Surprising prokaryotic and eukaryotic diversity, community structure and biogeography of Ethiopian soda lakes

PLoS One. 2013 Aug 30;8(8):e72577. doi: 10.1371/journal.pone.0072577. eCollection 2013.


Soda lakes are intriguing ecosystems harboring extremely productive microbial communities in spite of their extreme environmental conditions. This makes them valuable model systems for studying the connection between community structure and abiotic parameters such as pH and salinity. For the first time, we apply high-throughput sequencing to accurately estimate phylogenetic richness and composition in five soda lakes, located in the Ethiopian Rift Valley. The lakes were selected for their contrasting pH, salinities and stratification and several depths or spatial positions were covered in each lake. DNA was extracted and analyzed from all lakes at various depths and RNA extracted from two of the lakes, analyzed using both amplicon- and shotgun sequencing. We reveal a surprisingly high biodiversity in all of the studied lakes, similar to that of freshwater lakes. Interestingly, diversity appeared uncorrelated or positively correlated to pH and salinity, with the most "extreme" lakes showing the highest richness. Together, pH, dissolved oxygen, sodium- and potassium concentration explained approximately 30% of the compositional variation between samples. A diversity of prokaryotic and eukaryotic taxa could be identified, including several putatively involved in carbon-, sulfur- or nitrogen cycling. Key processes like methane oxidation, ammonia oxidation and 'nitrifier denitrification' were also confirmed by mRNA transcript analyses.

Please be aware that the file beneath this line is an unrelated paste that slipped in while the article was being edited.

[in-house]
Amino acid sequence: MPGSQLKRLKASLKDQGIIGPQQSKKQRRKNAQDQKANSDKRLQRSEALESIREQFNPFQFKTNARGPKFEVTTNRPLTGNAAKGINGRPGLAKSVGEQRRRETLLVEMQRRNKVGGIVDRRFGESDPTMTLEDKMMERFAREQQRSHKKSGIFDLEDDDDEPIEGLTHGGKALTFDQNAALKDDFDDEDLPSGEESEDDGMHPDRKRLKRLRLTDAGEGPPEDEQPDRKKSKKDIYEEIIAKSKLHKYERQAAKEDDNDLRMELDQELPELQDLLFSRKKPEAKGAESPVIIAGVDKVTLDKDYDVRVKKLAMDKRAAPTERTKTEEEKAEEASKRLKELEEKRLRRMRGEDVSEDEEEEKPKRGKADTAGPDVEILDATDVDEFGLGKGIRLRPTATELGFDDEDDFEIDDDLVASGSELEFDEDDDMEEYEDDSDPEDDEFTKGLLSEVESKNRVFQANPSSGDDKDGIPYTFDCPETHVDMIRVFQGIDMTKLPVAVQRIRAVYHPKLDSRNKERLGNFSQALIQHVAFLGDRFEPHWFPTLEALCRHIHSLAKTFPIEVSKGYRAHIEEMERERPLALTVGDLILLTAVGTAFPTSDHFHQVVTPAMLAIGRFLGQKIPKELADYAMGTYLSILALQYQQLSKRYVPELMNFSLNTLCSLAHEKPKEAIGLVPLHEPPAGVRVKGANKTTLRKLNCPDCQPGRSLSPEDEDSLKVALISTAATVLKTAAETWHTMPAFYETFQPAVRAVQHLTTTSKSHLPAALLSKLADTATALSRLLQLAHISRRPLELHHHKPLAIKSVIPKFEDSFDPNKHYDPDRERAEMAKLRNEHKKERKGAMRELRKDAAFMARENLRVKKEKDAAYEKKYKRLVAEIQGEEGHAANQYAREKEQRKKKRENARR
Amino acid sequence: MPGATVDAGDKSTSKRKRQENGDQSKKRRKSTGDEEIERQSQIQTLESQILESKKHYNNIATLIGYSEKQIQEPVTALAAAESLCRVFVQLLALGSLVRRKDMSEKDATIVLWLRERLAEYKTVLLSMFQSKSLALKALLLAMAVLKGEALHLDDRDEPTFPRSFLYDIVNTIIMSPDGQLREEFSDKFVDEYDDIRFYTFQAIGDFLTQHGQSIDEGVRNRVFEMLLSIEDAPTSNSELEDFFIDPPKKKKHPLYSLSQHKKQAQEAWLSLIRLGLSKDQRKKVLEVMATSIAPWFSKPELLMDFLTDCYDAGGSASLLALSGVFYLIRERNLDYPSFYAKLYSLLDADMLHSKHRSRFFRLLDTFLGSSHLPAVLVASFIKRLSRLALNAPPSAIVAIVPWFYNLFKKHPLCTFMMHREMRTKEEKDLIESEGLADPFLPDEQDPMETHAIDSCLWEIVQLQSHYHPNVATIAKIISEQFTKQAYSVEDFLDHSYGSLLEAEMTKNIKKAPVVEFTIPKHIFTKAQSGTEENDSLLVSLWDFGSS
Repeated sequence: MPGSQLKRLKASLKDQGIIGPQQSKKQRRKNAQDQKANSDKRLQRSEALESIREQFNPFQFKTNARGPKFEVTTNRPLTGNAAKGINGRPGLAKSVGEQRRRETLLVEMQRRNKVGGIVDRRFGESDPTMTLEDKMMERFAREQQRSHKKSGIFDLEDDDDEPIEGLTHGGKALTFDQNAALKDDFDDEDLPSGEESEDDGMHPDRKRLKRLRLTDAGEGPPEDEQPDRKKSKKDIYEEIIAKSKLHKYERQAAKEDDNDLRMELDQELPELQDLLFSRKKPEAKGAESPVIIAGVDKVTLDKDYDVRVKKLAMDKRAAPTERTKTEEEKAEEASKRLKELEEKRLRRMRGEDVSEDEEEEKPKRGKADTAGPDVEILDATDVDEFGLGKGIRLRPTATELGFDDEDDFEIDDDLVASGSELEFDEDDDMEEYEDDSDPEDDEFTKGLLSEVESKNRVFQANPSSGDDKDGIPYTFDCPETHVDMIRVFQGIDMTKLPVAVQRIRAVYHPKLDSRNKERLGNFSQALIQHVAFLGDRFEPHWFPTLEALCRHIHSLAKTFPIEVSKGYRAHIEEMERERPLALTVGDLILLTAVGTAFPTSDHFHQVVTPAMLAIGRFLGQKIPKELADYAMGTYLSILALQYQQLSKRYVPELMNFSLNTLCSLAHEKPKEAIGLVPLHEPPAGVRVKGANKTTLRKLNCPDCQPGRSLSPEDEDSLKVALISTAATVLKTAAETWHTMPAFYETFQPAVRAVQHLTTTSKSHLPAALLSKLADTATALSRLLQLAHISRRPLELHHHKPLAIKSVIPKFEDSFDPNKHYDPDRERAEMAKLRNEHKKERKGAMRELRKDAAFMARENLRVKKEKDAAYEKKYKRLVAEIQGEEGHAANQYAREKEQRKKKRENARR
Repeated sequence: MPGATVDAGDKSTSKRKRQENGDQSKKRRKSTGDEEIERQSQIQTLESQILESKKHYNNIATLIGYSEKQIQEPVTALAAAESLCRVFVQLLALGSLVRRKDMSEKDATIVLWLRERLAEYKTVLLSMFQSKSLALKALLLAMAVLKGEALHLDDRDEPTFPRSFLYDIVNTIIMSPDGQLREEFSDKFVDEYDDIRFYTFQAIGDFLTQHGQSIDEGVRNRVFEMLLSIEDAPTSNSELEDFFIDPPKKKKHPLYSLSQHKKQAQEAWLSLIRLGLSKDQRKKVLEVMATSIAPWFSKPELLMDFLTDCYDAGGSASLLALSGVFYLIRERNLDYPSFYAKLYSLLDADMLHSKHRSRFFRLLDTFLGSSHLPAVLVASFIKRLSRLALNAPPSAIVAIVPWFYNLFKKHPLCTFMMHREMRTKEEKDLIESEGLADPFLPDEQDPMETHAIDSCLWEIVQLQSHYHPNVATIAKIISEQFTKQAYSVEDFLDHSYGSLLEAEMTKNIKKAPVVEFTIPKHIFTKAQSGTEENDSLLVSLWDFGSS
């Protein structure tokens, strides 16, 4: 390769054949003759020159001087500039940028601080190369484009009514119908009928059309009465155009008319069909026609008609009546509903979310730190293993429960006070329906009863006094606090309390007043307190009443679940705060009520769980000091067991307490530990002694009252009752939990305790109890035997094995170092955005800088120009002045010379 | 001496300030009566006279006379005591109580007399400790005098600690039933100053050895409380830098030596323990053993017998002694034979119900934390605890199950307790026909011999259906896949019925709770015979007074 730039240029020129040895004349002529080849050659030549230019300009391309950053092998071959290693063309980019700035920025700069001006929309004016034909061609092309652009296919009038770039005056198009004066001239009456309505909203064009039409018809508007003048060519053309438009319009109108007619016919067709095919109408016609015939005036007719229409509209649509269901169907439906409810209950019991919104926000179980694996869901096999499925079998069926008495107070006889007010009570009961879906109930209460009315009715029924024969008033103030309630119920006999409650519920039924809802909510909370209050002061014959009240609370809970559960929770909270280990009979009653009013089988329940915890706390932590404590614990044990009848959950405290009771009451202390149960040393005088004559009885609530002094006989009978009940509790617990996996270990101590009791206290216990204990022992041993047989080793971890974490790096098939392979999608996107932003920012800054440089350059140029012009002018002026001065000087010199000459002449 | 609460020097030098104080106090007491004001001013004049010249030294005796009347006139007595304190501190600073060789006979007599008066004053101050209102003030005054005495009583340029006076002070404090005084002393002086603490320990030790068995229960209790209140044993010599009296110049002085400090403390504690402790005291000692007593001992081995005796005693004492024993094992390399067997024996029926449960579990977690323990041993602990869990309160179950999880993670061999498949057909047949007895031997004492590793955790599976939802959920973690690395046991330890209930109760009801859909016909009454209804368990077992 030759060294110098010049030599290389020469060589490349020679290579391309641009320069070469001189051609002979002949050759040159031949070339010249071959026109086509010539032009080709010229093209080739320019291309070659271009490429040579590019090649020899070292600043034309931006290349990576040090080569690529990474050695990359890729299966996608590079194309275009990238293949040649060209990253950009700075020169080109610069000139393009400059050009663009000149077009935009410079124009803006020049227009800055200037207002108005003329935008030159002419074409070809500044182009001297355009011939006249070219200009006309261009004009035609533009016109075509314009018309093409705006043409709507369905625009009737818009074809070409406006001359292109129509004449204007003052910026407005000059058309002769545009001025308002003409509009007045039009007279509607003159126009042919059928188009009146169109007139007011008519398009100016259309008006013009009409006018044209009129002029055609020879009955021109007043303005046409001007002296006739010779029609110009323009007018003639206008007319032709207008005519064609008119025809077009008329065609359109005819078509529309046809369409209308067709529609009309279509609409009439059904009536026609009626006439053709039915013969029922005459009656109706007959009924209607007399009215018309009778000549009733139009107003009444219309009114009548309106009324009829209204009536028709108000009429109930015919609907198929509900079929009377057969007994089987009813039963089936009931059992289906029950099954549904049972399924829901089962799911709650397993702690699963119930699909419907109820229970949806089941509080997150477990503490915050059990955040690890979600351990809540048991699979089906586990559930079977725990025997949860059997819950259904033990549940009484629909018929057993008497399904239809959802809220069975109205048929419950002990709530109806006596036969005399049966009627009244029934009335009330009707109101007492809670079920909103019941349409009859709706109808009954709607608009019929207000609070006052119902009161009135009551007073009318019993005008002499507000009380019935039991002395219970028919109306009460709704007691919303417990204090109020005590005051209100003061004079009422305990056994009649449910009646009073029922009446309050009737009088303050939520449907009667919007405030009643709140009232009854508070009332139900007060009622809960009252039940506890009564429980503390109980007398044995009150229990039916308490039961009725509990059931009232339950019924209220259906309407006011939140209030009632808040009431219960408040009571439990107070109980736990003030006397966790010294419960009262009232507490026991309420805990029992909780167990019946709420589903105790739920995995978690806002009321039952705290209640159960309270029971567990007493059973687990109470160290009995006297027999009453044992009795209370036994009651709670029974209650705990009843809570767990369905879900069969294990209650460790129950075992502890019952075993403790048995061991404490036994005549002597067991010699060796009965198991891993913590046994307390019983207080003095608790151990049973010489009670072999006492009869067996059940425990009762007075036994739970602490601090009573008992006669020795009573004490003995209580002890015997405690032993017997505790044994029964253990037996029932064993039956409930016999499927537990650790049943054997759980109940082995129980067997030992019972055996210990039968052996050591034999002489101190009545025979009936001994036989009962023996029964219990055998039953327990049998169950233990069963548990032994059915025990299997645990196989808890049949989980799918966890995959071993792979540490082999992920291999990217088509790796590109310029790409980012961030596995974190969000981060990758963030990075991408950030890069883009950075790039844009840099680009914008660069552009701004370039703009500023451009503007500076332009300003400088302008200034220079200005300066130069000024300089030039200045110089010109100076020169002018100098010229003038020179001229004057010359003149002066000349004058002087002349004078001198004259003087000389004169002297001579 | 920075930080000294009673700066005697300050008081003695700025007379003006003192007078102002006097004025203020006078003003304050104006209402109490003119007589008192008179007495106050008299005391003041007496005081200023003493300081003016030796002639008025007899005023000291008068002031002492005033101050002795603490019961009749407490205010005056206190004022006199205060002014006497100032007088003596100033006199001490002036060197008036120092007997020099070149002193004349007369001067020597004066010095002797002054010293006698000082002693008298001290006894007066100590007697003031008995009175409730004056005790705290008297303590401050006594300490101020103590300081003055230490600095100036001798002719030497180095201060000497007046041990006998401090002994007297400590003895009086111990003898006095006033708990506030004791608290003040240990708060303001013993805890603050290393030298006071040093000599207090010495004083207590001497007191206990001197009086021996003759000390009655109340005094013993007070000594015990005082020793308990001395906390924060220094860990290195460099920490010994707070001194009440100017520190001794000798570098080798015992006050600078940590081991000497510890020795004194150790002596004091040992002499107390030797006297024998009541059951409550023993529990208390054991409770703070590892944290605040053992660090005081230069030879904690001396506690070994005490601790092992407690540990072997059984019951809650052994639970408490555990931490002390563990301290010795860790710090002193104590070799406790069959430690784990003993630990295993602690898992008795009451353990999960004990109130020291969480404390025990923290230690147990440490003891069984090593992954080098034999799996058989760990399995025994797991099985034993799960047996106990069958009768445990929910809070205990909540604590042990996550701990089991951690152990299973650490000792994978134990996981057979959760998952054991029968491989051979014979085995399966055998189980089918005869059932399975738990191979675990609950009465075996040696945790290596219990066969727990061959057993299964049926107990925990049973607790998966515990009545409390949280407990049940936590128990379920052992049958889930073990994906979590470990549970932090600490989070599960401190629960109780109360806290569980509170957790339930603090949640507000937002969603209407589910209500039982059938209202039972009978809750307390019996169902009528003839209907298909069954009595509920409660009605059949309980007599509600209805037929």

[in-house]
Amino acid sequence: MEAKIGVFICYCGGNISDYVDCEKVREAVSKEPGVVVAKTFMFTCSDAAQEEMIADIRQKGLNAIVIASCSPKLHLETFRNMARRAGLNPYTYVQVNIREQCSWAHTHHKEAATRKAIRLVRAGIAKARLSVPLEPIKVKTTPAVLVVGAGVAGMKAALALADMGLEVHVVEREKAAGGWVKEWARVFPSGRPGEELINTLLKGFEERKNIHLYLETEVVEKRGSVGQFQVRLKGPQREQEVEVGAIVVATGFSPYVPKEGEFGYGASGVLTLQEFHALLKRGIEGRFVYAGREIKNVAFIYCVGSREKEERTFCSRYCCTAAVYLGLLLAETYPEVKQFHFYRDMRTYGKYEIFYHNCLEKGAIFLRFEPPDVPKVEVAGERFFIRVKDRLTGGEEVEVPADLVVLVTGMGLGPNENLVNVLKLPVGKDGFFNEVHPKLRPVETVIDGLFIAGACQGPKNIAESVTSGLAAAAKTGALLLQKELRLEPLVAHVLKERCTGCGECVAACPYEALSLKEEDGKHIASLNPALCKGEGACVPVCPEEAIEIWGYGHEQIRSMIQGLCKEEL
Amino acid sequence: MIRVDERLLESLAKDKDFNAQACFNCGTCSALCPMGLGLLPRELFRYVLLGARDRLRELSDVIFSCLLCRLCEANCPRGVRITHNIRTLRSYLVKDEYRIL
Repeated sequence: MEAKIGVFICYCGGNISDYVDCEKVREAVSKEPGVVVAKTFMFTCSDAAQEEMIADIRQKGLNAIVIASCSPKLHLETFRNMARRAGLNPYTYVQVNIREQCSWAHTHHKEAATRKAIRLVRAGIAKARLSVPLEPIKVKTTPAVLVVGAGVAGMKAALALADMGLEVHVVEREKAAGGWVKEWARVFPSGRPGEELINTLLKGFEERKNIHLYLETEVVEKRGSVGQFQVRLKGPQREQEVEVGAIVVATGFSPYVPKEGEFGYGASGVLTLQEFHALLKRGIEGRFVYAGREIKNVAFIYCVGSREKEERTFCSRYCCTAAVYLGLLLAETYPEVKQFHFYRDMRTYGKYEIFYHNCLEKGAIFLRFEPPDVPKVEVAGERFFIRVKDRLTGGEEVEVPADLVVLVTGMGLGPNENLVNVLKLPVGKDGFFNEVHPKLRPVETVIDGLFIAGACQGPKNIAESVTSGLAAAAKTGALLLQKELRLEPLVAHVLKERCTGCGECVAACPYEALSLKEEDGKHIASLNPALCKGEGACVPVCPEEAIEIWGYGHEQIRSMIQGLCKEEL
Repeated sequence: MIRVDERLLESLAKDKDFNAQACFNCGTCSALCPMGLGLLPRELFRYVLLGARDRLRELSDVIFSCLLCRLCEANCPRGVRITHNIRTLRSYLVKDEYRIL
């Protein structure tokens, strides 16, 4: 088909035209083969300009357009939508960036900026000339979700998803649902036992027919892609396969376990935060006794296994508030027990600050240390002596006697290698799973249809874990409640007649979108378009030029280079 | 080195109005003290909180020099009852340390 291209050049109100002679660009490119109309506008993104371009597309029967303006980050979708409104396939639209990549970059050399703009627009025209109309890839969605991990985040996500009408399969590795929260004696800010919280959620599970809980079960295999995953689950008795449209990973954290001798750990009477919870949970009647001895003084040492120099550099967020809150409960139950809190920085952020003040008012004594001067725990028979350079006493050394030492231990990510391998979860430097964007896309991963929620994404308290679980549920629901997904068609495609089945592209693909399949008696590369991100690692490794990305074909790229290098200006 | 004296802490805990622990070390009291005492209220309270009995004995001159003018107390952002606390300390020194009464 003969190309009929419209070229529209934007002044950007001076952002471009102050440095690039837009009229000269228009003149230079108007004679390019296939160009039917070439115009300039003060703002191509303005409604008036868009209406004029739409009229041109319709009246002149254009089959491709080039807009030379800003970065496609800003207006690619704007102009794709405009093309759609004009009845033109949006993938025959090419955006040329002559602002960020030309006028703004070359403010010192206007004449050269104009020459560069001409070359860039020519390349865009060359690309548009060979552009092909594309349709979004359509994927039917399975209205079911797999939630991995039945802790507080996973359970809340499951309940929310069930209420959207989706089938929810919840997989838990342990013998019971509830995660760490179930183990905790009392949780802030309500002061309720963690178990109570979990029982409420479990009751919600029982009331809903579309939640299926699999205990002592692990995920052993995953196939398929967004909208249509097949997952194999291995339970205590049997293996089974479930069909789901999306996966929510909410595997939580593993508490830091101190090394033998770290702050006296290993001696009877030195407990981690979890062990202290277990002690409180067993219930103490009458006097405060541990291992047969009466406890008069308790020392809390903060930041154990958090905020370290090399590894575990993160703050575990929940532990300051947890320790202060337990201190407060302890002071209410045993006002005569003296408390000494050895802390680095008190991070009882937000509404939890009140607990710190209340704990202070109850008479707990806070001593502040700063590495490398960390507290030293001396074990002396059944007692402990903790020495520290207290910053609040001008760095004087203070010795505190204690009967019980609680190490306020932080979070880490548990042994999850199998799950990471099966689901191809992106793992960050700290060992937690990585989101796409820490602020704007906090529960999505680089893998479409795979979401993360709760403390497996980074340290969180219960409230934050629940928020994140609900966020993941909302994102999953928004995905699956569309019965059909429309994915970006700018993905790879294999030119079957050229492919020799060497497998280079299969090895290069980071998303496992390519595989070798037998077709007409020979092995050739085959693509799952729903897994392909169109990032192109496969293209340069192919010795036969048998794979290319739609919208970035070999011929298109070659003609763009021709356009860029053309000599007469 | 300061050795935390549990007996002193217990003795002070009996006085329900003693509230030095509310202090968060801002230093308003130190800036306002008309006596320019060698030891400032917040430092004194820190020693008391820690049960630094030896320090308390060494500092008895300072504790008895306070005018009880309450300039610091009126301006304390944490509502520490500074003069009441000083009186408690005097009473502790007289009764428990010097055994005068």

Publication types

  • Research Support, Non-U.S. Gov't

MeSH terms

  • Bacteria / genetics
  • Bacteria / isolation & purification
  • Base Sequence
  • Biodiversity*
  • Databases, Genetic
  • Ethiopia
  • Eukaryota / growth & development*
  • Gene Expression Regulation
  • Lakes / microbiology*
  • Phylogeography*
  • RNA, Messenger / genetics
  • RNA, Messenger / metabolism
  • RNA, Ribosomal / genetics


  • RNA, Messenger
  • RNA, Ribosomal

Grant support

This work was supported by the Norwegian Research Council (project no. 179560), L. Meltzers høyskolefond (project no. 805372) and the Norwegian Agency for Development Cooperation (NUFU project no. 802779: “Biotechnology and Diversity of Ethiopian Soda Lakes”). The funders had no role in study design, data collection and analysis, decision to publish, or preparation of the manuscript.